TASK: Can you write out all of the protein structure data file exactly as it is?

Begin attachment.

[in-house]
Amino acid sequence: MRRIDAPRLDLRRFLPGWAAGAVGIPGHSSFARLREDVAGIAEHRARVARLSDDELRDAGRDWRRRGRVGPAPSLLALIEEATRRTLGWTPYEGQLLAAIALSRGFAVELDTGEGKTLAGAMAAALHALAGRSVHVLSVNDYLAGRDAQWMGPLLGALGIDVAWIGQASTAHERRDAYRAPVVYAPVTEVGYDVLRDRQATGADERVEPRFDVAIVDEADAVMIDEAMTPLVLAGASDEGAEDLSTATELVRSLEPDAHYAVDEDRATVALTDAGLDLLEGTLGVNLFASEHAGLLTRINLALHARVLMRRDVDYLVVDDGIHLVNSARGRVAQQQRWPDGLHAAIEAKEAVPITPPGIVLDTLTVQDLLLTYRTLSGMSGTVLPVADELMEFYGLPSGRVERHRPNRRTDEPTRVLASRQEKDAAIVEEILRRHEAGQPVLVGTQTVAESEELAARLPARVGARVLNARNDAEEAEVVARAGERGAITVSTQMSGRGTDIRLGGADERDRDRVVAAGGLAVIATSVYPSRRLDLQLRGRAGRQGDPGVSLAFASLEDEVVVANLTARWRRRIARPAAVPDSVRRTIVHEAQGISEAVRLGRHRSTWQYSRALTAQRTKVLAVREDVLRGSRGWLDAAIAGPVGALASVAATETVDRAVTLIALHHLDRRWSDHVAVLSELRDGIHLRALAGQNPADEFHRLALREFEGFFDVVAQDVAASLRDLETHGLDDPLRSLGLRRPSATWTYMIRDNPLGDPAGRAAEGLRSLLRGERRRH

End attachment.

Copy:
[in-house]
Amino acid sequence: MRRIDAPRLDLRRFLPGWAAGAVGIPGHSSFARLREDVAGIAEHRARVARLSDDELRDAGRDWRRRGRVGPAPSLLALIEEATRRTLGWTPYEGQLLAAIALSRGFAVELDTGEGKTLAGAMAAALHALAGRSVHVLSVNDYLAGRDAQWMGPLLGALGIDVAWIGQASTAHERRDAYRAPVVYAPVTEVGYDVLRDRQATGADERVEPRFDVAIVDEADAVMIDEAMTPLVLAGASDEGAEDLSTATELVRSLEPDAHYAVDEDRATVALTDAGLDLLEGTLGVNLFASEHAGLLTRINLALHARVLMRRDVDYLVVDDGIHLVNSARGRVAQQQRWPDGLHAAIEAKEAVPITPPGIVLDTLTVQDLLLTYRTLSGMSGTVLPVADELMEFYGLPSGRVERHRPNRRTDEPTRVLASRQEKDAAIVEEILRRHEAGQPVLVGTQTVAESEELAARLPARVGARVLNARNDAEEAEVVARAGERGAITVSTQMSGRGTDIRLGGADERDRDRVVAAGGLAVIATSVYPSRRLDLQLRGRAGRQGDPGVSLAFASLEDEVVVANLTARWRRRIARPAAVPDSVRRTIVHEAQGISEAVRLGRHRSTWQYSRALTAQRTKVLAVREDVLRGSRGWLDAAIAGPVGALASVAATETVDRAVTLIALHHLDRRWSDHVAVLSELRDGIHLRALAGQNPADEFHRLALREFEGFFDVVAQDVAASLRDLETHGLDDPLRSLGLRRPSATWTYMIRDNPLGDPAGRAAEGLRSLLRGERRRH